Constitutional scholar Jonathan Turley told House Democrats that charging President Trump with a count of obstruction of justice for going to the courts over the subpoena of witnesses is itself an abuse of power.
"If you make a high crime and misdemeanor out of going to the courts, it is an abuse of power. It's your abuse of power," Turley said during the first day of impeachment inquiry hearings in the House Judiciary committee on Monday.
Responses to Jonathan Turley's statements:— CSPAN (@cspan) December 4, 2019
Feldman: "The constitution, the supreme law of the land, specifies bribery as a ground of impeachment."
Gerhardt: "I know there's never been anything like the president's refusal to comply with subpoenas from this body." pic.twitter.com/t6PO3Ubch3
JONATHAN TURLEY: I'd also caution you about obstruction. Obstruction is a crime also with meaning. It has elements. It has case authority. The record does not establish obstruction in this case.
That is, what my esteemed colleague said was certainly true. If you accept all of her presumptions, it would be obstruction. But impeachments have to be based on proof, not presumptions. That's the problem when you move forward on this abbreviated schedule.
It has not been explained to me why you want to set the record for the fastest impeachment. Fast is not good for impeachment. Narrow, fast impeachments have failed. Just ask Johnson. So the obstruction issue is an example of this problem. Here here's my concern.
The theory being put forward is that President Trump obstructed Congress by not turning over material requested by the committee.
Citations have been made to the third article of the Nixon impeachment. First of all, I want to confess, I've been a critic of the third article of the Nixon impeachment my whole life. My hair catches on fire every time someone mentions the third article. Why? Because you would be replicating one of the worst articles written on impeachment. Here's the reason why. Peter Rodino, as the Chairman of Judiciary, his position was that Congress alone decides what information may be given to it. Alone. His position was that the courts have no role in this. By that theory, any refusal by the president based on executive privilege or immunity would be the basis of impeachment. That is essentially the theory being replicated today.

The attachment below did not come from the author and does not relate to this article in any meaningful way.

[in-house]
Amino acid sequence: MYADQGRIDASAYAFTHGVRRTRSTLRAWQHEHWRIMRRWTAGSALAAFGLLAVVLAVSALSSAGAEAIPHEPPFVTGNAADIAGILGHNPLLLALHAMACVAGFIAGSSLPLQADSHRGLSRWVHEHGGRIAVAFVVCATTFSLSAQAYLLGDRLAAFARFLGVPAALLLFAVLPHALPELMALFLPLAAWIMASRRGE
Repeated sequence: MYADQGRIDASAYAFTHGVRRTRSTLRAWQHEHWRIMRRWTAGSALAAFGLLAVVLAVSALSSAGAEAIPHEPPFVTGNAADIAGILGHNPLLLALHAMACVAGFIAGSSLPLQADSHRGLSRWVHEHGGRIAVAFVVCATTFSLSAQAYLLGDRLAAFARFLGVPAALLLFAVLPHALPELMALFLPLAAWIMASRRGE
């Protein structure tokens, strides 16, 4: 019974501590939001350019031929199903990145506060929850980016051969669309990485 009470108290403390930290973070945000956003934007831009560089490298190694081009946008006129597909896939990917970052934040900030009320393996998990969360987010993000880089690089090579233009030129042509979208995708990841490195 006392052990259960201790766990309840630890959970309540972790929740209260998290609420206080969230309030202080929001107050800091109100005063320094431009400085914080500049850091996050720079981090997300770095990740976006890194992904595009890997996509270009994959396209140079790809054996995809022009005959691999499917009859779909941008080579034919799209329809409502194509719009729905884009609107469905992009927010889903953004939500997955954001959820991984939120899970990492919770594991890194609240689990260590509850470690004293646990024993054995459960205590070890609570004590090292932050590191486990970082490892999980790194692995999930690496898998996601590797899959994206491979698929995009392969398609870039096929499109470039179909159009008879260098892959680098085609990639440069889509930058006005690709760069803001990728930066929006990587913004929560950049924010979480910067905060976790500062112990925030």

President Trump has gone to the courts. He's allowed to do that. We have three branches, not two. I happen to agree with some of your criticism about President Trump, including that earlier quote my colleague talked about, he's saying there's this Article two and he gives this overriding interpretation. I share that criticism. You're doing the same thing with Article I.
You're saying Article I gives us complete authority that when we demand information from another branch, it must be turned over or we'll impeach you in record time. Making that worse is you have such a short investigation. It's a perfect storm. You set an incredibly short period, demand a huge amount of information, and when the president goes to court, you then impeach him. Does that track with what you've heard about impeachment? Does that track with the rule of law that we talked about?
On obstruction, I would encourage you to think about this. In Nixon, it did go to the courts, and Nixon lost. And that was the reason Nixon resigned. He resigned a few days after the Supreme Court ruled against him in that critical case. But in that case, the court recognized there are executive privilege arguments that can be made. It didn't say you had no right coming to us, don't darken our doorstep again. It said: "We've heard your arguments, we've heard Congress's arguments, and you know what? You lose. Turn over the material to Congress."
What that did for the Judiciary is it gave this body legitimacy. It wasn't the Rodino extreme position that only you decide. Recently there are some rulings against President Trump, including a ruling involving Don McGahn.
Mr. Chairman, I testified before you a few months ago. We had an exchange and I encouraged you to bring those actions. You said you thought you'd win. You did... That's an example of what can happen if you actually subpoena witnesses and go to court. Then you have an obstruction case because a court issues an order. And unless they stay that order by a higher court, you have obstruction.
But I can't emphasize this enough and I'll say it just one more time. If you impeach a president, if you make a high crime and misdemeanor out of going to the courts, it is an abuse of power. It's your abuse of power.
You're doing precisely what you're criticizing the president for doing. We have a third branch that deals with conflicts at the other two branches. What comes out of there and what you do with it is the very definition of legitimacy.